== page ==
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(Plural of Latin sedile , a seat.)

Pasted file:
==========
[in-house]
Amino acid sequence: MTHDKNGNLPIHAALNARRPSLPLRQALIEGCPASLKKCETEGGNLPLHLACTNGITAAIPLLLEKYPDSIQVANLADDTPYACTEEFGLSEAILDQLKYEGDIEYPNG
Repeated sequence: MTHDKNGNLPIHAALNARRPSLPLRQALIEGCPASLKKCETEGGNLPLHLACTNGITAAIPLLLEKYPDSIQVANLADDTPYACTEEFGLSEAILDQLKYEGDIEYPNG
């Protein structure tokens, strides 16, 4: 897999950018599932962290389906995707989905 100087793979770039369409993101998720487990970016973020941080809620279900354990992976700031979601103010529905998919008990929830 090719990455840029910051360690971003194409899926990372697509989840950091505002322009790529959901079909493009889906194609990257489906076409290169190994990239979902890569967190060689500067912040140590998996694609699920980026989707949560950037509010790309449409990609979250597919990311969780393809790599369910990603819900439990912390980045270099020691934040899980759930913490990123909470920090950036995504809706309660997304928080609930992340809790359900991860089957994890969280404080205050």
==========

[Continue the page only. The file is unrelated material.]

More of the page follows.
The name given to seats on the south side of the sanctuary, used by the officiating clergy during the liturgy. The earliest examples are found in the catacombs, where a single stone seat at the south end of the altar was used by the celebrant. Similar single seats are found in Spain (at Barcelona, Saragossa, Toledo, and elsewhere) and England (at Lenham and Beckley). In course of time the number of seats was increased to three (for celebrant, deacon, and sub-deacon), which is the number usually found, though sometimes there are four and even five. They became common in England by the twelfth or thirteenth century, and were frequently recessed in the thickness of the wall of the church. In other European countries they are comparatively rare, movable wooden benches or chairs being usual. Some early English examples are merely stone benches, but the later ones were almost invariably built in the form of niches, richly decorated with carved canopies, moulded shafts, pinnacles, and tabernacle work. The piscina was often incorporated with them, its position being east of the sedilia proper. Four seats, instead of three, are found at Durham, Furness, and Ottery, and five at Southwell, Padua (S. Maria), and Esslingen. In many cases they are on different levels and the celebrant occupied the highest, i.e., the easternmost. But when they were all on the same level, which is said to indicate the date at which priests began to act as assistants at Mass, there is some doubt as to which was the celebrant's. If there were only three, it was probably the central one, as in the present Roman usage, but with four or five nothing can be stated with certainty, though possibly the easternmost was considered the highest in dignity. Mention may here be made of the royal chair of Scotland given by Edward I to Westminster Abbey to be used as the celebrant's chair, and it is probably this same seat, on the south side of the high altar , that figures in the "Islip Roll."


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